Are we a slave of China? | Inquirer Opinion

Are we a slave of China?

The art of statesmanship is to foresee the inevitable and to expedite its occurrence,” the legendary Napoleonic-era diplomat Charles Maurice de Talleyrand once said.

In many ways, this is how Chinese President Xi Jinping views his country’s rising global influence as well as expanding footprint across adjacent waters. Domination of what China treats as its “blue national soil,” which includes the West Philippine Sea, is a sine qua non for the fulfillment of Xi’s “Chinese Dream.”


This is the context within which we should understand the reported collision in Reed Bank on June 9, ironically the very day marking Philippine-China Friendship Day.

Our impoverished, bullied, oppressed and battered fishermen are at the forefront of this rapid transformation in China’s external strategic orientation.


As Felix dela Torre, the owner of the fishing boat sunk by a Chinese vessel in Reed Bank, woefully lamented: “We are like slaves of China. It’s like we don’t have rights in our own territory.”

Make no mistake. What’s taking place in the West Philippine Sea is what experts call the “people’s war at sea,” where Beijing is pushing its claims through a whole-of-nation approach. This is precisely why it’s extremely difficult, if not foolhardy, not to see China’s supposed fishing vessels as the tip of the dagger of Beijing’s efforts to dominate adjacent waters.

At a fundamental level, what we are witnessing is the troubling upshot of China’s rise as an increasingly brazen regional hegemon. For Xi, who has promised the “great rejuvenation” of the Chinese nation, the recreation of a Sino-centric neo-tributary system in East Asia is not only a historical inevitability. It’s also his unique responsibility, to use the German philosopher G.W.F. Hegel’s terminology, as a “world-historical” figure with a profound universal mission.

According to Beijing’s “Tianxia” doctrine, the Middle Kingdom is at the heart of concentric circles of Chinese domination and civilizational sophistication radiating across East Asia and beyond. China’s push for strategic ascendancy is multifaceted, since Beijing’s statecraft is never one-dimensional, but instead combines geopolitics and economics to advance an overarching goal.

In the economic realm, the Xi regime has launched the Belt and Road Initiative, a trillion-dollar project that aims to transform the global infrastructure landscape with Chinese characteristics.

What’s particularly troubling, however, is the geopolitical aspect of Xi’s “Chinese Dream,” namely the increasingly coercive consolidation of Beijing’s maritime and territorial claims.

In the words of Chinese Defense Minister Wei Fenghe, Beijing would “make no promise to renounce the use of force” to reincorporate Taiwan. In places like Singapore, the concern is broadly about Chinese “influence operations,” namely the use of disinformation campaigns and local proxies to undermine the city-state’s sovereignty. As Bilahari Kausikan, one of Singapore’s most celebrated diplomats put it, “When the Chinese try to impose a Chinese identity on Singapore, we must resist, because modern Singapore is based on the idea of being a multiracial country.”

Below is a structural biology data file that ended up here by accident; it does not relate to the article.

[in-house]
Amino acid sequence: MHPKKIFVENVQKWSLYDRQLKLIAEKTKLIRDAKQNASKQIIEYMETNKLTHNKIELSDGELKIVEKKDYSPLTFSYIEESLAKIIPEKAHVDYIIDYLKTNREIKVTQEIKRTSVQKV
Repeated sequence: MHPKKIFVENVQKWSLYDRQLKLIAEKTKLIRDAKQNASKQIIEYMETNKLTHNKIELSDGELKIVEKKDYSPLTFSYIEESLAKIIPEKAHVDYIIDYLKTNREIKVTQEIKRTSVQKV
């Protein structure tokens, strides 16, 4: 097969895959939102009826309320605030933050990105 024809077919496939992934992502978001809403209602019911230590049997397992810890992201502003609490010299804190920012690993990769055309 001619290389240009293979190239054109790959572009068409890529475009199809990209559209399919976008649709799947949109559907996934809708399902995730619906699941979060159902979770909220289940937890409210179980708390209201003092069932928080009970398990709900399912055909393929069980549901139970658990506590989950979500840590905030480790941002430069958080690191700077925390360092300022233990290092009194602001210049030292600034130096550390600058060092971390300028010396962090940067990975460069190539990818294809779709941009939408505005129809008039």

This is precisely why even in Chinese-majority nations and city-states, from Taiwan to Hong Kong and Singapore, we see growing resistance to Beijing’s expanding shadow.

On the other hand, the Xi regime has overseen construction of massive artificial islands and their subsequent militarization across disputed areas of the South China Sea.

Even more troubling is Beijing’s “gray zone” strategy. In the past decade, Beijing has deployed an armada of militia-cum-fishermen forces, with tacit or implicit support of the Chinese authorities and military, well into waters of other nations to crowd out rival states.

These fishermen often get basic military training, fuel subsidy and assurance of support in the event of clashes in contested waters. Many of them, however, lack the basic professionalism that China’s military and coast guard forces demonstrate.

Thus, it should come as no surprise that a Chinese fishing-cum-militia vessel may have brazenly hit and sunk a Filipino vessel, then left its crew to drown in the high seas.

Clearly, we need a thorough, impartial and mutually acceptable investigation to know what exactly happened and, accordingly, ensure accountability. But we also need to negotiate confidence-building measures with China in order to avoid such incidents in the future.

Above all, we should solicit maximum support from allies to deal with China’s “gray zone” strategy, and protect our fishermen as well as sovereign rights in the West Philippine Sea.

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TAGS: Horizons, PH-China relations, Recto Bank incident, Reed Bank incident, Richard Heydarian
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